Honoring The Fallen on Memorial Day

On this Memorial Day we want to take time to recognize those who have given their lives for our country throughout its history.

Each of us has our own history with this holiday and different feelings about what it represents. UUs have a complicated relationship with Memorial Day that is explored by Michelle Richards in a UU World article from 2011. In it she says:

Perhaps we need only to go back to history, and consider where and how this celebration evolved. The very first Memorial Day, the story goes, was originated by newly freed slaves in Charleston, South Carolina, who gathered May 5, 1865, to express their gratitude to the Union soldiers who had perished in an open-air Confederate prison. As Yale historian David Blight describes it in his book, Race and Reunion, “the war was over, and Memorial Day had been founded by African Americans in a ritual of remembrance and consecration. But the struggle to own the meaning of Memorial Day . . . and of Civil War memory . . . had only begun.”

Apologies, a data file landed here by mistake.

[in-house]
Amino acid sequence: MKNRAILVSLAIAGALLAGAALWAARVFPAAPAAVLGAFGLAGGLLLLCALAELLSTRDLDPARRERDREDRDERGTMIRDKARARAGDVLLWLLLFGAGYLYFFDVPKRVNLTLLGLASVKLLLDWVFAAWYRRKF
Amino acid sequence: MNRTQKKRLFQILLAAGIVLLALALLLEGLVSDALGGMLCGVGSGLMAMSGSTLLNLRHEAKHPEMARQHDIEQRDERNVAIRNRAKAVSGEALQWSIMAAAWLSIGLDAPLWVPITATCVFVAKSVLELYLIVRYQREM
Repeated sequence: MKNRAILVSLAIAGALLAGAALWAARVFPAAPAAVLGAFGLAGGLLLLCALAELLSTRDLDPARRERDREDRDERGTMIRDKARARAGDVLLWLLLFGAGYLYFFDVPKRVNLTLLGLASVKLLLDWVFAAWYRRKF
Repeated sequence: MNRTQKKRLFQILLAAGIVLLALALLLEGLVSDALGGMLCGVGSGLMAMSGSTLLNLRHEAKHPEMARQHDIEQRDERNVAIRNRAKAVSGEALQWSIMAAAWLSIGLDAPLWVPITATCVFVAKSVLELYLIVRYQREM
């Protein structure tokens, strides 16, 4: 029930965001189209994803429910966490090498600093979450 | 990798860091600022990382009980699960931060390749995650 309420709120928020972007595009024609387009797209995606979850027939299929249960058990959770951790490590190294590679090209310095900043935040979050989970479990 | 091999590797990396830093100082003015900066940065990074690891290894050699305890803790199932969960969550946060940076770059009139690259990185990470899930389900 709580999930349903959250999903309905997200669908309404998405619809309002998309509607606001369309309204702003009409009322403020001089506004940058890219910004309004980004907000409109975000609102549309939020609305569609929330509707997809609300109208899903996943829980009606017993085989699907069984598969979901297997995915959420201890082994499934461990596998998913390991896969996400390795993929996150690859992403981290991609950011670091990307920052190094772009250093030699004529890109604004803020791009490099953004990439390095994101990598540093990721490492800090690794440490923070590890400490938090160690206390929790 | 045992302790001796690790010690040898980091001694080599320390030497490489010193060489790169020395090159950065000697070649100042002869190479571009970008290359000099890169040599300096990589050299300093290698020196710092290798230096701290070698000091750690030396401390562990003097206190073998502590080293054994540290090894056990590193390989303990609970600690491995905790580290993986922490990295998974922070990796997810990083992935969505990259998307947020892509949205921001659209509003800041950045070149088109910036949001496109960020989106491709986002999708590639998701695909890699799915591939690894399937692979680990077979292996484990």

So on this Memorial Day, take time to stop and remember those who gave their lives for us in many different ways.

We leave you with this prayer by Rev. Charles F Flagg, and image by the Jessica Ferguson

image of hands claspsed behind the back of a soldier in camoflague with Prayer by Rev. Charles F Flagg, Unitarian Universalist Minister. Memorial Day. In honor of those we have known and loved in the past, In recognition of the gifts and sacrifices they have made on our behalf, and in our sincere hopes that we may be worthy of their memory, We light our candles, We give our thanks, and we offer our prayers. Amen